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Philip W Fischer v. Gmac Mortgage LLC et al


June 27, 2012


The opinion of the court was delivered by: Present: The Honorable Gary Allen Feess


LINKS: 5, 14

Renee Fisher None N/A Deputy Clerk Court Reporter / Recorder Tape No.

Attorneys Present for Plaintiffs: Attorneys Present for Defendants:

None None

Proceedings: (In Chambers)




On March 27, 2012, Plaintiff Philip W. Fischer filed a civil complaint against Defendants GMAC Mortgage, LLC, Executive Trustee Services, LLC, Foremost Insurance Company, and National Union Fire Insurance Company in Los Angeles County Superior Court. (Docket No. 1, Notice of Removal [Not.], Ex. A [Compl.].) The complaint alleges that Defendants acted in a common plan and scheme to obtain title and possession of Plaintiff's home by wrongful threats of foreclosure, and additionally to charge Plaintiff insurance premiums for non-existent policies. ¶¶ 2-3.)

Defendants GMAC Mortgage, LLC, and Executive Trustee Services, LLC, removed the action to this Court on May 3, 2012, invoking federal question jurisdiction pursuant to 28 U.S.C. § 1331. (Not. ¶¶ 1-6.) On May 8, 2012, Defendants filed a partial motion to dismiss Plaintiff's complaint. (Docket No. 5.) Plaintiff subsequently filed a motion to remand the case back to state court on May 29, 2012. (Docket No. 14.) Because the Court concludes that the state law claims contained in the complaint do not raise substantial federal questions, the motion to remand is GRANTED and the action is REMANDED to Los Angeles County Superior Court. Accordingly, Defendants' motion to dismiss is DENIED as moot.



Plaintiff is a United States Naval Reservist who obtained a mortgage from Defendant GMAC Mortgage on December 21, 2005. (Compl. ¶¶ 22-23.) While Plaintiff was gainfully employed for several years following the mortgage execution, from June 2009 to June 2011 Plaintiff was unemployed and served as a Naval Reservist and consequently struggled to make his monthly mortgage payments. (Id. ¶ 23.) Plaintiff's complaint alleges extensive violations of California state laws surrounding Defendants' actions leading up to and during the foreclosure proceedings. (Id. ¶¶ 61-71.) Additionally, Plaintiff contends that Defendants violated state law by wrongfully charging him a premium on an insurance policy that he had canceled and additionally charging Plaintiff $24.90 per month for fire insurance coverage that Plaintiff had never applied for or received. (Id. ¶¶ 44-52.)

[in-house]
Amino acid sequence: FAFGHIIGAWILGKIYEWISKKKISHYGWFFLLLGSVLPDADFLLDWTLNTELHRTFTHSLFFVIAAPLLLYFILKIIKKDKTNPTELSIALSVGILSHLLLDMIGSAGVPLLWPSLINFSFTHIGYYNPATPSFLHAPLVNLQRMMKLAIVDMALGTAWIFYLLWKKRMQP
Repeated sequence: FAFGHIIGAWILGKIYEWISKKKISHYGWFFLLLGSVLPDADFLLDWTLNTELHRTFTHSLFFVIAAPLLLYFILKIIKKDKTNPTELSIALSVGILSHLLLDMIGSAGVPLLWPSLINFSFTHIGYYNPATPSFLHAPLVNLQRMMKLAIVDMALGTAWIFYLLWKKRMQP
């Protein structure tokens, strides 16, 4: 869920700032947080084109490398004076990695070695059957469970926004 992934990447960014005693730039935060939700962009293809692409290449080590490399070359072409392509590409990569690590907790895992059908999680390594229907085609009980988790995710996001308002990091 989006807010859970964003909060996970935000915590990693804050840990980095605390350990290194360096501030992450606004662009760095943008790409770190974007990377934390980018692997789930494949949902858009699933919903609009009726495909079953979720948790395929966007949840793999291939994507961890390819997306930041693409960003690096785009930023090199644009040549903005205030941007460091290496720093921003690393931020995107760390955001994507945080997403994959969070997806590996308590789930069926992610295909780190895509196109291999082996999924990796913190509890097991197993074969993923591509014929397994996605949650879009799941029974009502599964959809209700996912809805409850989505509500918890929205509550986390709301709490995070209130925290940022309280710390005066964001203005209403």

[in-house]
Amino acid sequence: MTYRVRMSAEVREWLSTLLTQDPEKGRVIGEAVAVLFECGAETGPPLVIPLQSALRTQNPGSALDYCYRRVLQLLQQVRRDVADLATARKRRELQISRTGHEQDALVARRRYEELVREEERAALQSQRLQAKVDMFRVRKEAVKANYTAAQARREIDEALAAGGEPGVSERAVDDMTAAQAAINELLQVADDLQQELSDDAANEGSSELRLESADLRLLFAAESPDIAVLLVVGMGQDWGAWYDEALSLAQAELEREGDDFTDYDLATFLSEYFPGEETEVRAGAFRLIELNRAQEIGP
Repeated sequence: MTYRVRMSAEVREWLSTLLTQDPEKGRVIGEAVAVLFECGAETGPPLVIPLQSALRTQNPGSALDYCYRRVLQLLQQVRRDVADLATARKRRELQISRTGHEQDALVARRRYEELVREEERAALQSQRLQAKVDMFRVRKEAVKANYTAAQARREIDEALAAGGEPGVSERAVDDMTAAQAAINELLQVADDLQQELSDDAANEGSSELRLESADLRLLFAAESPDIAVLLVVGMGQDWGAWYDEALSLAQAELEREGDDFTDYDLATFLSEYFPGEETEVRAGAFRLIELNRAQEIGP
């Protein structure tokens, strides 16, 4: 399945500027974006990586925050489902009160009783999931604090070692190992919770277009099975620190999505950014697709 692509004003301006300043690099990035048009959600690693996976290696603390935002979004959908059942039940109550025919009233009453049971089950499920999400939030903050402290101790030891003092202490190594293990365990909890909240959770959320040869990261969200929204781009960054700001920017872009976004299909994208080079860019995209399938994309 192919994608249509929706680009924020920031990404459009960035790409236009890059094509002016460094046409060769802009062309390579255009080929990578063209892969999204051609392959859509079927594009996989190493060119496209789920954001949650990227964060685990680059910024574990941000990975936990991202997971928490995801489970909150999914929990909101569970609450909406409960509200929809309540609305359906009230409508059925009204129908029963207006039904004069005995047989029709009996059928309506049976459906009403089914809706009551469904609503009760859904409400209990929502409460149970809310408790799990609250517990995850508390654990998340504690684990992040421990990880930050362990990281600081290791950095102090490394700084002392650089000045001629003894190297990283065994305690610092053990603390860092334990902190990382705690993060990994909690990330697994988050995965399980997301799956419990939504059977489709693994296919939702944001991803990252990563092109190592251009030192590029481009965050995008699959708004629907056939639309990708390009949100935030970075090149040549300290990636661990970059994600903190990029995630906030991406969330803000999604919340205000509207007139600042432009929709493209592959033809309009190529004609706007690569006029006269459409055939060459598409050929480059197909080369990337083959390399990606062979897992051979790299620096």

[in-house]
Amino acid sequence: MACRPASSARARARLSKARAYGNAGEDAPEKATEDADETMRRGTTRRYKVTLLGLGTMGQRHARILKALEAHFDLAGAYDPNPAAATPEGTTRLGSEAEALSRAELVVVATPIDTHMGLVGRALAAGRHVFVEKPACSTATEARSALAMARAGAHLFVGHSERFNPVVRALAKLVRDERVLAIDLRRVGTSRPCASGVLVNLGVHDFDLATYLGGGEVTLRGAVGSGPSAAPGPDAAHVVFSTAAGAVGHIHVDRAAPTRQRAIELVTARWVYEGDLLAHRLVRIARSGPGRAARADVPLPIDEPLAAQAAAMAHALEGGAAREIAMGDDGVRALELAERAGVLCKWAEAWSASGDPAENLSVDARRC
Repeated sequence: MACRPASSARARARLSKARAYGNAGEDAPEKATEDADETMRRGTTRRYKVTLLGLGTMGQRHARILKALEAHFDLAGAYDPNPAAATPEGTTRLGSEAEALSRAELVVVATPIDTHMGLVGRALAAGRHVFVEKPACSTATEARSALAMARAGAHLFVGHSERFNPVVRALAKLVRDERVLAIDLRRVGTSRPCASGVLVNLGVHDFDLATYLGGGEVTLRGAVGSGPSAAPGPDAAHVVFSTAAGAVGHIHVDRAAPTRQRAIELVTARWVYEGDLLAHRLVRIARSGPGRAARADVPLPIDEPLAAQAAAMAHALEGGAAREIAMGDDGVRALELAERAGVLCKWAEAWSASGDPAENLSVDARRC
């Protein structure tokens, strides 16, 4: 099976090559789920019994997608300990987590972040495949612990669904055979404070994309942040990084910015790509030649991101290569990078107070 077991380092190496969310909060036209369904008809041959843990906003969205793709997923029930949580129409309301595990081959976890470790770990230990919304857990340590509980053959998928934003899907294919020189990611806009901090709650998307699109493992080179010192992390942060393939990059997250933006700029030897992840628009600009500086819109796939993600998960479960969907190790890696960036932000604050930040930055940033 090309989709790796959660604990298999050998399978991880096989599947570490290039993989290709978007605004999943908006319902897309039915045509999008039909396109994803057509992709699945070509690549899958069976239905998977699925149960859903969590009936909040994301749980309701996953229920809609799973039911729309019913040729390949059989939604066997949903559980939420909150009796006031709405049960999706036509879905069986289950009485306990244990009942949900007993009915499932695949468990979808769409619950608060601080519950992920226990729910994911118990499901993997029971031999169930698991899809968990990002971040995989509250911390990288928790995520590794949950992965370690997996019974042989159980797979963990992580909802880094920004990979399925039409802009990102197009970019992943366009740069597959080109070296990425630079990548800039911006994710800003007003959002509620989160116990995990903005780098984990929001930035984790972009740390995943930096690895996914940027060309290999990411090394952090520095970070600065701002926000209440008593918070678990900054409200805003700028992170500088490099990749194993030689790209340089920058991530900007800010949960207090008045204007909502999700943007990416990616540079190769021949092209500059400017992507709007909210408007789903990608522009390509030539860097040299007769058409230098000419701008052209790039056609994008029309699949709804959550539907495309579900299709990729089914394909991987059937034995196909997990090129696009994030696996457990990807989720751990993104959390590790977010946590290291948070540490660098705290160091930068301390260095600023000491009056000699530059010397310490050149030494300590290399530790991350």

Plaintiff also includes general allegations concerning violations of federal law to provide background and support for his state law claims. Plaintiff alleges that in June 2011 he applied for a home loan modification with Defendants and was led to believe that he would receive a Home Affordable Modification Program ("HAMP") trial modification and permanent modification. (Id. ¶ 24.) Following his application, Plaintiff did not hear from Defendants until July 15, 2011, when he was informed that Defendants had denied Plaintiff a HAMP loan modification. (Id. ¶ 26.) Defendants did not respond to Plaintiff's re-evaluation request dated August 2, 2011, but rather set a tentative foreclosure date on the property for March 26, 2012.

¶¶ 27-28.) Plaintiff generally asserts that the denial of his HAMP modification was wrongful and that Defendants violated HAMP regulations by not assigning a "single point of contact" for Plaintiff's file. (Id. ¶ 31.)

Plaintiff further alleges that Defendants made representations in several letters that Plaintiff would be protected from foreclosure under the Servicemembers Civil Relief Act (SCRA) during his active duty plus a period of nine months thereafter. (Id.) Defendants denied Plaintiff protection under SCRA based on the conclusion that Plaintiff did not qualify as an "active duty" reservist. (Id. ¶¶ 32-33.) Plaintiff avers that Defendants' interpretation of the statute was flawed and consequently that Defendants violated the SCRA by enforcing a lien on Plaintiff's property. (Id. ¶¶ 37-38.)

On the basis of these allegations, Plaintiff brings California statutory and common law claims for [1] negligence; [2] breach of written contract; [3] fraud and deceit; [4] co-conspiracy to defraud; [5] promissory estoppel; [6] breach of oral promise; [7] breach of the covenant of good faith and fair dealing; [8] negligence per se; [9]set aside/enjoin wrongful non-judicial foreclosure sale; [10] violations of the Rosenthal Act; [11] pre-foreclosure declaratory relief; [12] slander of title; [13] verified quiet title; [14] intentional infliction of emotional distress; [15] unfair and deceptive business practices; [15] violation of the Consumer Legal Remedies Act. ¶¶ 72-242.)